If I analyse a random forest in python with scikit I do:

target = "time"

dataIn = data[features + [target]]

# Splitting data into x % training data and Hyperparameter.TestSize % test data
X, y = dataIn[dataIn.columns.difference([target])], dataIn[target]

X_train, X_test, y_train, y_test = model_selection.train_test_split(X, y,
                                                                    test_size=TestSize,
                                                                    random_state=42)

If I do a gradient boosted random forest in R I do:

#split data into training and test data sets
trainIndex = createDataPartition(daten$target, p=0.9, list=FALSE, times=1)
train = daten[trainIndex,]
test = daten[-trainIndex,]
rownames(train) <- NULL
rownames(test) <- NULL

gbmTraining <- gbm(train$target~., data=train, distribution = "gaussian", verbose = TRUE,
                   n.trees = 100, 
                   cv.folds = 4, 
                   n.cores = NULL, 
                   shrinkage = 0.3,       
                   interaction.depth = 7, 
                   n.minobsinnode = 15)

As you see in the scikit implementation I have the target not in the data set. There will be created a new dataframe that has only the target feature as column.

In the gbm R implementation instead the dataframe train contains my target and I communicate to it with train$target.

Therefore I want to ask if you split the data in train and test parts in machine learning algorithms in general (I mean I am comparing two different models), do the target has to be a column in the train data set or do the target has to be a dataframe for it's own?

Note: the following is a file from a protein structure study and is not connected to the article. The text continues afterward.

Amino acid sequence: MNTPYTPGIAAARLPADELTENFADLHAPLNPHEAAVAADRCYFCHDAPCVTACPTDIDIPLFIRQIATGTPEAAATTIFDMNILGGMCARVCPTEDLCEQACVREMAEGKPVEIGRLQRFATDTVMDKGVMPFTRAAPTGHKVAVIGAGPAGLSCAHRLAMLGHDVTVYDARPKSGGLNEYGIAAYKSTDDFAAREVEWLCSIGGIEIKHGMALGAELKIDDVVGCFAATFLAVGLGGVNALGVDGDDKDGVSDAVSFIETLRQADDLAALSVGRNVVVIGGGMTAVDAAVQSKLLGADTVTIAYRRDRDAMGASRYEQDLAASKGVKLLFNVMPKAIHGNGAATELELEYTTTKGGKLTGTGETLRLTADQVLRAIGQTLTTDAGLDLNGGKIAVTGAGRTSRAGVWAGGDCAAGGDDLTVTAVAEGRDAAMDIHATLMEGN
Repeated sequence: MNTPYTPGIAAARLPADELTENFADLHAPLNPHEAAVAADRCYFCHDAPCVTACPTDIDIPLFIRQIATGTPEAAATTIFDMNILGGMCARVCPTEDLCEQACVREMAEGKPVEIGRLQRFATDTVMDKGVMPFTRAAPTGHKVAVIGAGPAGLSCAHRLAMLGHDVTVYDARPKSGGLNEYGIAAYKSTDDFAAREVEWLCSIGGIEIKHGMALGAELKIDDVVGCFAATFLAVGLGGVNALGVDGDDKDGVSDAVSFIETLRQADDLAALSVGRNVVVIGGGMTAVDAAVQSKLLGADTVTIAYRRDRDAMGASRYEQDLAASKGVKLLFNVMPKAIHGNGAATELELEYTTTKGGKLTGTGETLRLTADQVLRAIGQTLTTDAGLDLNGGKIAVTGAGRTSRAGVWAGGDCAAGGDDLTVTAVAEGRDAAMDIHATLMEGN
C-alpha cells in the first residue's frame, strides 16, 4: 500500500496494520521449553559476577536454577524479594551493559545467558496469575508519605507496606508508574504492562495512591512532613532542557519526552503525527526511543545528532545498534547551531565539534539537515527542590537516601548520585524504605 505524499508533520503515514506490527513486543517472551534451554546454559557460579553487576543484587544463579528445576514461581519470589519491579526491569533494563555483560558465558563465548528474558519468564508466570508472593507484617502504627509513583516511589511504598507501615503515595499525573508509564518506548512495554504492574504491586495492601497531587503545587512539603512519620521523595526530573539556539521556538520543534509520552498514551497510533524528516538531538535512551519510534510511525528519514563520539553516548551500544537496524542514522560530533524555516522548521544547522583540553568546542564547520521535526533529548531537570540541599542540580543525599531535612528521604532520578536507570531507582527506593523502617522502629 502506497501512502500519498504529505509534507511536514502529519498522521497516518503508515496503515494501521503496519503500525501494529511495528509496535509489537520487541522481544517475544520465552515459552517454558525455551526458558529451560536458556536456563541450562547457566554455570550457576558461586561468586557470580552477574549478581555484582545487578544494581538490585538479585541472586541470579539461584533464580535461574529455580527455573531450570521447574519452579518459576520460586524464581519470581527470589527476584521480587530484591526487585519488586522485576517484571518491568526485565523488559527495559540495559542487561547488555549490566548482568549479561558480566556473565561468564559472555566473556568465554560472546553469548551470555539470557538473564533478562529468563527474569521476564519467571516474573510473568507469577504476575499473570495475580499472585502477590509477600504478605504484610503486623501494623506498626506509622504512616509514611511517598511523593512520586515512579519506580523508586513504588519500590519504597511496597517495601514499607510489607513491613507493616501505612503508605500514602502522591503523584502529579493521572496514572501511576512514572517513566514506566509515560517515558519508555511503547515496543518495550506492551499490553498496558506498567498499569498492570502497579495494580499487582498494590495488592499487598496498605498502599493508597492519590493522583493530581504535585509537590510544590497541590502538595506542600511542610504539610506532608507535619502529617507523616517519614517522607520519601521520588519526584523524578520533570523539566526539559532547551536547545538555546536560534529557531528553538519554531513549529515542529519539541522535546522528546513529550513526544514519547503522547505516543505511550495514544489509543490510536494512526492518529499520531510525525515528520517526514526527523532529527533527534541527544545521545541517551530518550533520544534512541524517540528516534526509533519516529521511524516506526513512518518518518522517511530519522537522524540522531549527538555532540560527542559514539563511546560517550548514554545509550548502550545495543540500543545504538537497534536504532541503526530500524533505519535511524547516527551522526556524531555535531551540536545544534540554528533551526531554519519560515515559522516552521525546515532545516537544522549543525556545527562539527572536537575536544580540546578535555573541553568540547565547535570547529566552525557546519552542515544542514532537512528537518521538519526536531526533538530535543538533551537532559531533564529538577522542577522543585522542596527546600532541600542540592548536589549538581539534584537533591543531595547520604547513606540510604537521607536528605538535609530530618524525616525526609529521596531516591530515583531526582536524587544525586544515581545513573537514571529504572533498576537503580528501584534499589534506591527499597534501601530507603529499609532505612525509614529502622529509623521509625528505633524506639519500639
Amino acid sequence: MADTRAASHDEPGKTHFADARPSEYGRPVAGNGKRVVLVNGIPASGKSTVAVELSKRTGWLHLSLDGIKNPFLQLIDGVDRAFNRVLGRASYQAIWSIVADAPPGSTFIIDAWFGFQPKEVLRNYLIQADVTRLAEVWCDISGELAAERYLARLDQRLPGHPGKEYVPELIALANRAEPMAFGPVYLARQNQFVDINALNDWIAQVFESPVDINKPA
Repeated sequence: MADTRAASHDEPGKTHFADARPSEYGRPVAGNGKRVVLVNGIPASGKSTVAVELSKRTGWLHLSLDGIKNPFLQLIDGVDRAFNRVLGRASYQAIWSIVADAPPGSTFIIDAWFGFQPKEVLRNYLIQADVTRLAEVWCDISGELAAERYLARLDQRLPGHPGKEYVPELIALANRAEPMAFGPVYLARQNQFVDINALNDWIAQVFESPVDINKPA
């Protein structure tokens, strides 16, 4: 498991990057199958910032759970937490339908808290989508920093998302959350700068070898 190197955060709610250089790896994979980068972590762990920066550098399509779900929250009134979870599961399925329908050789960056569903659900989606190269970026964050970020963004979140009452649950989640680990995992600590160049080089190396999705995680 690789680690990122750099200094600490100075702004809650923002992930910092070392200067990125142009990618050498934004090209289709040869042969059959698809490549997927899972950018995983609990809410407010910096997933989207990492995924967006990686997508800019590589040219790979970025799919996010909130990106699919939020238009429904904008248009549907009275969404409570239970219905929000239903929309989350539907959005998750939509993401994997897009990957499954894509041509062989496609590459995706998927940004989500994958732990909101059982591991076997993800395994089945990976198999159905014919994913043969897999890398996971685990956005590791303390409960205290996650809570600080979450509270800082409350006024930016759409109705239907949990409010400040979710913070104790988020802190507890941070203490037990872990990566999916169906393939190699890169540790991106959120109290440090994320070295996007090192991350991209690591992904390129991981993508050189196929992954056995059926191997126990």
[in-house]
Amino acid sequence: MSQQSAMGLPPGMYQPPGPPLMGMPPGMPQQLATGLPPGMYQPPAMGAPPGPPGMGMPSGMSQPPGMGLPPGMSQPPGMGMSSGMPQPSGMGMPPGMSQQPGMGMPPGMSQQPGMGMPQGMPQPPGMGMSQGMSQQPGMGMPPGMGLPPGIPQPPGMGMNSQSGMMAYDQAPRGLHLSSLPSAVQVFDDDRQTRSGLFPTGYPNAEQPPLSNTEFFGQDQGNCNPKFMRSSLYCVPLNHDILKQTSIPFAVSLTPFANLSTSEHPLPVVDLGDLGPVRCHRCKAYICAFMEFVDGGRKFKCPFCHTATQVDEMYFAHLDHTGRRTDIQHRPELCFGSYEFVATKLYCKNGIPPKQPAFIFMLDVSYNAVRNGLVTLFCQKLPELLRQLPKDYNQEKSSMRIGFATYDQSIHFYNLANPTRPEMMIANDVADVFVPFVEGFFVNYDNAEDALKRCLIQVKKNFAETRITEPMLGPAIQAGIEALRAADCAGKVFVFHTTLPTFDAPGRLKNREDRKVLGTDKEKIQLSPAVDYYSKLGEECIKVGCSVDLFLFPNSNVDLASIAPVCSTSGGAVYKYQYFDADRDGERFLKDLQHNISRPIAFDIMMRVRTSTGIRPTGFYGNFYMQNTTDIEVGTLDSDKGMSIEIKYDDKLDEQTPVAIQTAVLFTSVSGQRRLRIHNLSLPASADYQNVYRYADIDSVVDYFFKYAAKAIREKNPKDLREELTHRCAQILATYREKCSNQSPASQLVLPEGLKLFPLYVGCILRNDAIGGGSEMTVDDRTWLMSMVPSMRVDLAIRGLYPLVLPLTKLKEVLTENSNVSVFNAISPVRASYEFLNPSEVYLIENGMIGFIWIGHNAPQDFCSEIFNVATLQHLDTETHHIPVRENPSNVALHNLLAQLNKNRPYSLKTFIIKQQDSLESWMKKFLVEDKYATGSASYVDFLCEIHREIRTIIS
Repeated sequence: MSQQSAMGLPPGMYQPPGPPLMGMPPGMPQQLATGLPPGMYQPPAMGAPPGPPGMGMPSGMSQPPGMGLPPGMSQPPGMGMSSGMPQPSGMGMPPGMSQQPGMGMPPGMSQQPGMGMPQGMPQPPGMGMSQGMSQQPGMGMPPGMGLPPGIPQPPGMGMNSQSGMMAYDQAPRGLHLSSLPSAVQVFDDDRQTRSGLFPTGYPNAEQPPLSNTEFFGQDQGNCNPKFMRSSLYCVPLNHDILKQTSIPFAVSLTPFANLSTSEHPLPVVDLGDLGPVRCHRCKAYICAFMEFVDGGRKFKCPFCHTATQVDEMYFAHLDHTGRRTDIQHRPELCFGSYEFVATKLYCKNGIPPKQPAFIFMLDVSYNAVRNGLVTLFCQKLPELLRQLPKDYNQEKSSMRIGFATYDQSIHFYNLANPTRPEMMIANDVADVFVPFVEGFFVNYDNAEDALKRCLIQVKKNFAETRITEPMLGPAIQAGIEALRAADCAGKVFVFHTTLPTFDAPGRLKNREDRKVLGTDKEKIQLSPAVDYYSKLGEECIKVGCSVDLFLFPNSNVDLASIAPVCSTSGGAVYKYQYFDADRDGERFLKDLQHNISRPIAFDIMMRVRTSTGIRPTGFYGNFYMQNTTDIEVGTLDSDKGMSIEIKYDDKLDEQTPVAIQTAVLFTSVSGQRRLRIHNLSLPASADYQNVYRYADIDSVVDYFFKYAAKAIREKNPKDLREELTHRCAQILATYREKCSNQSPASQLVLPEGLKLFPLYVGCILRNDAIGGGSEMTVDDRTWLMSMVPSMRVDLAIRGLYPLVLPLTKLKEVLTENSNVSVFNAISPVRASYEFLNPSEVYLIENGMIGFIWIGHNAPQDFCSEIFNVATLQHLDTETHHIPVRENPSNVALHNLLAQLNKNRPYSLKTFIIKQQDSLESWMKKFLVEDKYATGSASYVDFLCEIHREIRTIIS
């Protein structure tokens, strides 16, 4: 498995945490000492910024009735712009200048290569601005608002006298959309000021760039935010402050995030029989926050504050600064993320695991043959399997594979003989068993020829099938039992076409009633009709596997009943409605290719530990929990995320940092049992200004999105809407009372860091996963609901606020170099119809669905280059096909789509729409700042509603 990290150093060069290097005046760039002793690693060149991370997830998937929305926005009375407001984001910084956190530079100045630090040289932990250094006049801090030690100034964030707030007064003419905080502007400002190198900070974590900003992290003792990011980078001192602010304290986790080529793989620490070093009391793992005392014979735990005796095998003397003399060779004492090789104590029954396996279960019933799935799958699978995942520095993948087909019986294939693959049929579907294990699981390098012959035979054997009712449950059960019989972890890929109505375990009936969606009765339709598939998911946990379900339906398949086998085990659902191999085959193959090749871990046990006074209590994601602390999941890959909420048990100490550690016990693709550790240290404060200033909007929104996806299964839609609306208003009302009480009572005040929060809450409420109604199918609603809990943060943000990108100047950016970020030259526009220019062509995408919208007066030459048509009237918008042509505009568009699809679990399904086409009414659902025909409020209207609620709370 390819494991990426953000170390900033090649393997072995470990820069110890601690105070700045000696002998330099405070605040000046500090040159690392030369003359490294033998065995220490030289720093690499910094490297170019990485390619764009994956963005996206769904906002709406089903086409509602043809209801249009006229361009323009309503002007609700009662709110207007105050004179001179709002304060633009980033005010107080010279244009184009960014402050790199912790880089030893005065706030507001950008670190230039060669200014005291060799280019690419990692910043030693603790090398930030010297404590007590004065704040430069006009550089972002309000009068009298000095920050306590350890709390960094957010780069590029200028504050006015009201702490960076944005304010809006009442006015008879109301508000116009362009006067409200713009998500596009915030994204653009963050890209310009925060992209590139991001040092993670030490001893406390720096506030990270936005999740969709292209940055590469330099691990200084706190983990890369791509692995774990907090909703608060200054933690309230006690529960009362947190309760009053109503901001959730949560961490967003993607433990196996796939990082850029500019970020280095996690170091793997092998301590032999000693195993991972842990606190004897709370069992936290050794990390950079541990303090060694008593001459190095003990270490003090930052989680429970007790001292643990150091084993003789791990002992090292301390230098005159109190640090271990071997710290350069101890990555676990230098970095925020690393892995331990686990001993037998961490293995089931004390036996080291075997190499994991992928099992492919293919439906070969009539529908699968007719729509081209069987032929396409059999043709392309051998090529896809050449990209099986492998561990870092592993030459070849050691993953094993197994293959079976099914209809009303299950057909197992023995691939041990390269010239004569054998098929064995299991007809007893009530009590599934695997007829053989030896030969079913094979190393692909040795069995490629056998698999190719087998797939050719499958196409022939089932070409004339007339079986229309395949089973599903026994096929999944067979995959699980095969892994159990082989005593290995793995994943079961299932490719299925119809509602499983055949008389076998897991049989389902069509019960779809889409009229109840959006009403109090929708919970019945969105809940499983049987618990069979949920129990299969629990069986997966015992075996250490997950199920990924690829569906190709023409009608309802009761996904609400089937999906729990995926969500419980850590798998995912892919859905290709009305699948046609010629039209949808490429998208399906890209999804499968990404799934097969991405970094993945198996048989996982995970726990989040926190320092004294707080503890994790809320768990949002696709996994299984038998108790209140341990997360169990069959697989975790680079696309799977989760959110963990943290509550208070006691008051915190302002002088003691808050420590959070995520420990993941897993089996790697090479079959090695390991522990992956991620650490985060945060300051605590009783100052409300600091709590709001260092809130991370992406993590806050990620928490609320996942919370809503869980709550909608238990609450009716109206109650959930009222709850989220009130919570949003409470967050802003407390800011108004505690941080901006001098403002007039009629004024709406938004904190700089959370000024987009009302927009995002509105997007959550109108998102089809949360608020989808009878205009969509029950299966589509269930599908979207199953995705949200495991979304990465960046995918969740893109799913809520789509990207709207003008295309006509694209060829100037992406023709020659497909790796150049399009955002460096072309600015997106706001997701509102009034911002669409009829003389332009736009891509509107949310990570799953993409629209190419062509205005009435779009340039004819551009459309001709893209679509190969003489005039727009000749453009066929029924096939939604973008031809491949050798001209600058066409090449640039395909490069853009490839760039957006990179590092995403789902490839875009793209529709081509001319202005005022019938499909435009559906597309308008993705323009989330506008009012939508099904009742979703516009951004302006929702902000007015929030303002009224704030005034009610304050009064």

Whether you need two different data sets depends on the arguments needed in function you are using. Some model fitting functions need a formula and a data argument. Some functions need a xand a y argument. Sometimes you have both options.

For example a linear model (lm) takes a formula and a data argument. Since you can only enter 1 data frame in the data argument, your dependent and independent variables have to be in one and the same dataframe. This is the same as in your example with the gbm function.

However for example a random forest (randomForestpackage) takes the arguments x and y. Therefore, you can have two dataframes (one with y data, one with x data).

Conclusion: it always depends on the function and package that you are using and the only way to find out is to read in the documentation which of those two ways you should be using.

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